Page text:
Her fascination in understanding what makes us tick came from an unexpected collision of her professional research and family life. While working for her PhD on patterns of electricity demand, she received a call from her son's school teacher, concerned about his unpredictable behaviour in the classroom. "I've always been interested in how people think and feel, and I was trying to work out my son's pattern of behaviour and the things which might cause him to react in certain ways," said Melody. So Melody began researching the subject in her spare time, and now the Dream Time Fellowship means she can pursue this work full-time for a year and then go back to her work with IESD.

Prof Kevin Lomas, Director of the Institute of Energy and Sustainable Development, said: "We are delighted Melody is able to take time out to follow her own research which will utilise some of the energy modelling skills she has developed here and apply them to this intriguing subject." 

May 2005


IESD Leads Carbon Reduction in Buildings (CaRB) project

Professor Kevin Lomas, Director of the Institute of Energy and Sustainable Development, is Principal Investigator for the four year, £3.1m, Carbon Reduction in Buildings (CaRB) project being undertaken by a consortium of universities, government and commercial partners.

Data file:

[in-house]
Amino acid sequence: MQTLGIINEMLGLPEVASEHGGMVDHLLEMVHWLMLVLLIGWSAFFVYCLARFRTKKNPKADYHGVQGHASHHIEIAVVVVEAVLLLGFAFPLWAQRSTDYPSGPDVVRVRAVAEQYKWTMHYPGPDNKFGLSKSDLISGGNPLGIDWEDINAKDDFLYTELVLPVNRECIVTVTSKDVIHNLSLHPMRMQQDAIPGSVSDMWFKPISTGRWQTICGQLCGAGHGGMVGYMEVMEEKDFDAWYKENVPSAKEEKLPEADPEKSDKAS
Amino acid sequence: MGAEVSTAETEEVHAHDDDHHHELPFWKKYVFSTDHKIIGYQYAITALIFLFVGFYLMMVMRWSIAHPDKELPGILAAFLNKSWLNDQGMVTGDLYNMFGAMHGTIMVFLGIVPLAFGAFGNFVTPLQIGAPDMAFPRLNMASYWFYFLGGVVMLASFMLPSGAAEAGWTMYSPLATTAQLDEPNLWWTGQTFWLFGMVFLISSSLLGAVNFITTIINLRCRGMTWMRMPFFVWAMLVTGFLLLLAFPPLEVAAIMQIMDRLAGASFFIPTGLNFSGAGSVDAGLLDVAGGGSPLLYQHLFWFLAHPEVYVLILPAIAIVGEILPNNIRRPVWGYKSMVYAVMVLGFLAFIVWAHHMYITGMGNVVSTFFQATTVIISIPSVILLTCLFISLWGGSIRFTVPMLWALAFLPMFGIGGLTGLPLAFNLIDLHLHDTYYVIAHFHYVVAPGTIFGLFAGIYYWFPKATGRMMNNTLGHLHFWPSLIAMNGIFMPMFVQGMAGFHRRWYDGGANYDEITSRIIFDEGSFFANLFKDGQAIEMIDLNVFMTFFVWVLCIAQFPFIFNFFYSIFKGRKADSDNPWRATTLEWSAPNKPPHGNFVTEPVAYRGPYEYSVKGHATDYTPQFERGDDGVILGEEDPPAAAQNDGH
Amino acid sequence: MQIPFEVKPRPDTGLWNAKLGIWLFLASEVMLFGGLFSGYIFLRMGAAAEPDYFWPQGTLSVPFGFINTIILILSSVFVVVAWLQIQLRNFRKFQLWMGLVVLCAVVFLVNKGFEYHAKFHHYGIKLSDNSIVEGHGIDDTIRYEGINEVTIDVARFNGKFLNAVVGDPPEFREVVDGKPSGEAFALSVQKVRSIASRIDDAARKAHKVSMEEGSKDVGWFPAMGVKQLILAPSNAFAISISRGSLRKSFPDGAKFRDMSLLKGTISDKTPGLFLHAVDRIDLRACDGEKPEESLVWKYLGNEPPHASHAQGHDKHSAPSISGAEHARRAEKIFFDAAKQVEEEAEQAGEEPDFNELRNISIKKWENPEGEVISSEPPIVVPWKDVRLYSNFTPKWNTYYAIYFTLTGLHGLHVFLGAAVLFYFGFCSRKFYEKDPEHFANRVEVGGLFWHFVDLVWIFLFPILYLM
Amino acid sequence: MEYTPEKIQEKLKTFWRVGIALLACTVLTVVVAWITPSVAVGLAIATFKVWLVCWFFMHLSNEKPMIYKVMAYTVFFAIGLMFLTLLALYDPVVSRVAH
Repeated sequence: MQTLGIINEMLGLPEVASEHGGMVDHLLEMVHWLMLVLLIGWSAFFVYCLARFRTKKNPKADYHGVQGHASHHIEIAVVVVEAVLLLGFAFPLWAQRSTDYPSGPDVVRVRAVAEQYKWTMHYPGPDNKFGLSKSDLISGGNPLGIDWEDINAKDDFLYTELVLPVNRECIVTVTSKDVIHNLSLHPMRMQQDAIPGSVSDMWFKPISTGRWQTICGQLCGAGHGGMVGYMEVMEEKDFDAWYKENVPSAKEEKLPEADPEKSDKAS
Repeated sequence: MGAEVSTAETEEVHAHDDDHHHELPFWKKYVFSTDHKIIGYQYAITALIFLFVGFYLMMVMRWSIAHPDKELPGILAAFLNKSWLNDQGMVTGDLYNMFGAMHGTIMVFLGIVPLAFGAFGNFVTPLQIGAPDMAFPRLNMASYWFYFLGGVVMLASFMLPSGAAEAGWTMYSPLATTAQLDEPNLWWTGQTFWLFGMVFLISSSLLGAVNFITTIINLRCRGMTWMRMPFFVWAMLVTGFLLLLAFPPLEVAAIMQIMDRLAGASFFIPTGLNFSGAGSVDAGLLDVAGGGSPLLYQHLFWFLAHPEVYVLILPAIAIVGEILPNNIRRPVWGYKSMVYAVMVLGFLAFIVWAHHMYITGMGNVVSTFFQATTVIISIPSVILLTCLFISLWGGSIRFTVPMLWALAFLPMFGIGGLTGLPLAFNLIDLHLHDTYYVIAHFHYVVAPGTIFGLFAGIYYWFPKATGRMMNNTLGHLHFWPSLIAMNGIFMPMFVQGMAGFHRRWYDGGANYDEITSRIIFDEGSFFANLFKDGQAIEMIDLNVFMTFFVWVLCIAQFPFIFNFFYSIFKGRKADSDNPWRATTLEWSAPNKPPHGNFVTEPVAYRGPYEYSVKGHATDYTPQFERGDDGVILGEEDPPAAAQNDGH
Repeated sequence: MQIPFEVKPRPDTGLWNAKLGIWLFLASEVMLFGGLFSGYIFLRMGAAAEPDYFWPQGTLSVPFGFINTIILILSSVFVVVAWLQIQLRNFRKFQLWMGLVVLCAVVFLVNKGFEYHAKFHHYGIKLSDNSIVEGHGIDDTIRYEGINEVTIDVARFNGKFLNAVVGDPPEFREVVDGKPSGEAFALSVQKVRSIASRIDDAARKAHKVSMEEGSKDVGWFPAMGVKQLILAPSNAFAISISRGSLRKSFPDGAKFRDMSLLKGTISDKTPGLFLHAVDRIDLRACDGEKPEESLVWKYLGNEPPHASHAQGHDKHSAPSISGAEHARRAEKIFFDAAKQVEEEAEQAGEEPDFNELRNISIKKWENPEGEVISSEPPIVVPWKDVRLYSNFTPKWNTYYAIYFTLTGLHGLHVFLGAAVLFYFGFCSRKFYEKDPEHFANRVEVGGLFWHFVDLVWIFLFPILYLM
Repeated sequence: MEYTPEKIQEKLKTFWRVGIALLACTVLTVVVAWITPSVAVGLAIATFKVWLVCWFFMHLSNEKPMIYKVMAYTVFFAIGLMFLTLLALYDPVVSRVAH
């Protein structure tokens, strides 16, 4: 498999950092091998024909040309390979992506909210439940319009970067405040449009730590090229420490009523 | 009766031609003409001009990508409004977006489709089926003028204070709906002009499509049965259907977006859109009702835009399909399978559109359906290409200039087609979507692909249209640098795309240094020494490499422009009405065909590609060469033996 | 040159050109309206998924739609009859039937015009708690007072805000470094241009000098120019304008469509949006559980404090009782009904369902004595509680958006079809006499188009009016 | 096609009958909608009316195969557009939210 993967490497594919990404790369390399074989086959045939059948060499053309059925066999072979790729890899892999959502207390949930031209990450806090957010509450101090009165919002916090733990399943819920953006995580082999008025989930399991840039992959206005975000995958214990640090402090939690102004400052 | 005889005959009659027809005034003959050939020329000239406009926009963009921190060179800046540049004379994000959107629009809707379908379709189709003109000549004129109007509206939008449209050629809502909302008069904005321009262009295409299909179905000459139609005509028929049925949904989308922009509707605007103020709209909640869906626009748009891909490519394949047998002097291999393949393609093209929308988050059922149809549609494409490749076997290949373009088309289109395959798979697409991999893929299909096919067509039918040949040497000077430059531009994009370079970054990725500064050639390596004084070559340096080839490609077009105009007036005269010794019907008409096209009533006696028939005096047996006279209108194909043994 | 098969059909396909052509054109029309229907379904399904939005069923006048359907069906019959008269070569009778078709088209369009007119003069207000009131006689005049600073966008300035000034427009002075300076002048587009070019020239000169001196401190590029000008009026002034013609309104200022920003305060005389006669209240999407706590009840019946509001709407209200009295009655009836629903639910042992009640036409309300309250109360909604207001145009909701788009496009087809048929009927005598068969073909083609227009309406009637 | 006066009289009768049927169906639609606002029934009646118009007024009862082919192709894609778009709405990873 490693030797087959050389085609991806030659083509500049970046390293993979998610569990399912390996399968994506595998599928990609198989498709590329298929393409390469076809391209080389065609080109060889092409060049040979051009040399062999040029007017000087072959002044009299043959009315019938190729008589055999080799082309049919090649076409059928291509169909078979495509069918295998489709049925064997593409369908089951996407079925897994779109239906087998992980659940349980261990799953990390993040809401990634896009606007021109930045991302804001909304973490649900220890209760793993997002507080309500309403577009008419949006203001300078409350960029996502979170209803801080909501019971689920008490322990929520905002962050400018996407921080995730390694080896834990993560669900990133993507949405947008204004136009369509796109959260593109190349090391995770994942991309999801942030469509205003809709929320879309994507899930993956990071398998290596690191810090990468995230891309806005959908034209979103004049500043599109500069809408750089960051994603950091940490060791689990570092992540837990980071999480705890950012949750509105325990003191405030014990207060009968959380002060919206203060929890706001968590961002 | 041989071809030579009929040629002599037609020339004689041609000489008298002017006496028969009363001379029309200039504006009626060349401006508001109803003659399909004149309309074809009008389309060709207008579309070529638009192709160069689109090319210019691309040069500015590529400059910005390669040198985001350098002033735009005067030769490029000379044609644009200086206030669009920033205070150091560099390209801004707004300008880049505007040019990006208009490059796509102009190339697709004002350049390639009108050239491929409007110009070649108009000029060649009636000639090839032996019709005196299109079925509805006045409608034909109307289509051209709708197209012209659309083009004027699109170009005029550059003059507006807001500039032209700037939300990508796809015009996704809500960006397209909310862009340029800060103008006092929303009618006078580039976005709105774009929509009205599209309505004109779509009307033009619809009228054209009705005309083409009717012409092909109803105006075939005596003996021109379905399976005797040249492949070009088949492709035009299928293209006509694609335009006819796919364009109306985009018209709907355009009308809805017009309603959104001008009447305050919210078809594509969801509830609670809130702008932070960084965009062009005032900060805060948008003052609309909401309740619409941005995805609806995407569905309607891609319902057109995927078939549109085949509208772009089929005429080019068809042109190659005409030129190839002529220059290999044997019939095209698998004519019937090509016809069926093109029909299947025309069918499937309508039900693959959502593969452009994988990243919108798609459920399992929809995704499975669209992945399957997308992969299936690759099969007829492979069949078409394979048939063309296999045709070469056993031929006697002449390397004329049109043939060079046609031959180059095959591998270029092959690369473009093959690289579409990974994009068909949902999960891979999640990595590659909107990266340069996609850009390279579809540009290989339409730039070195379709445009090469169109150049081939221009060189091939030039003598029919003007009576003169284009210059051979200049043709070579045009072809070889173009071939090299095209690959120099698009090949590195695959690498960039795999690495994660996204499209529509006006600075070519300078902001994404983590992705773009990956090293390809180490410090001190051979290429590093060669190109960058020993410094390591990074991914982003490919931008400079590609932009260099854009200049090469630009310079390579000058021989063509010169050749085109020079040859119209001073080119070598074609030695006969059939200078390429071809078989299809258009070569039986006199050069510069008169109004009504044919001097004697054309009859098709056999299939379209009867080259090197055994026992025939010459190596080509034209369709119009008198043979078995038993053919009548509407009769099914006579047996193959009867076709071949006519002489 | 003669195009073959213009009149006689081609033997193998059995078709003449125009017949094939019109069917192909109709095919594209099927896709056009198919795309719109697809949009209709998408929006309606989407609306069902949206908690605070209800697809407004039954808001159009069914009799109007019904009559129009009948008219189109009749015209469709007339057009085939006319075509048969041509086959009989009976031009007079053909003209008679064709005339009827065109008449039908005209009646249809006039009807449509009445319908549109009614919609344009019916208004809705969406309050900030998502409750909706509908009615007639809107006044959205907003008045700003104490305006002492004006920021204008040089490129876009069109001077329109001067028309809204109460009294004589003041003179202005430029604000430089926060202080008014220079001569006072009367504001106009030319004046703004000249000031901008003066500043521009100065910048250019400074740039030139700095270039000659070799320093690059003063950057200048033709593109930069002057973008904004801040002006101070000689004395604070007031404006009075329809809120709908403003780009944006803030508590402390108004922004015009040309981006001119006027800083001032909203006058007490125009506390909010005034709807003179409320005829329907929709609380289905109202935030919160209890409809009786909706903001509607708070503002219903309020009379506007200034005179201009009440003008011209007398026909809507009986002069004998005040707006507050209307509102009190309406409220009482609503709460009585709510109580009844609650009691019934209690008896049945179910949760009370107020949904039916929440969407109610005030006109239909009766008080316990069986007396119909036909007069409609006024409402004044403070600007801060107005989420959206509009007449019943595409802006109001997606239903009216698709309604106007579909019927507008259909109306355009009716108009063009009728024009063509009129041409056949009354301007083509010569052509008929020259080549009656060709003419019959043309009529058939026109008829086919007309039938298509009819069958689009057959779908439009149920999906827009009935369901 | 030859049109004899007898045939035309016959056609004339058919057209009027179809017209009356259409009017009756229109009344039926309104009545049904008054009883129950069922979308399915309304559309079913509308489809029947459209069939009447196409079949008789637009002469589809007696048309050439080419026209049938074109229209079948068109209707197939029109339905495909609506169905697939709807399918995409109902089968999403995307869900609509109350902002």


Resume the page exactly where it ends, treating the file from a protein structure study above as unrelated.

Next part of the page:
Professor Lomas said: "It is critical that ways are found to reduce emissions of carbon dioxide from residential and business properties in the UK. The CaRB project will be a fundamental part of helping the UK to create a low-carbon future." Cutting the UK's carbon dioxide emissions to 60% of 1990 levels by the year 2050 is a major UK Government objective and a key part of that reduction must be met by lowering emissions from existing buildings.

CaRB research will be carried out by five partner Universities: De Montfort, Reading, Newcastle-upon-Tyne, Sheffield and University College London. They aim to create an innovative socio-technical model of energy use that will predict carbon emissions from the UK's residential and commercial properties. A longitudinal study of energy use in homes will be set up, hundreds of houses will be surveyed, the number and age of their occupants established, and energy usage monitored. These data will enable the consequences of implementing energy efficiency initiatives and renewable energy technologies to be determined.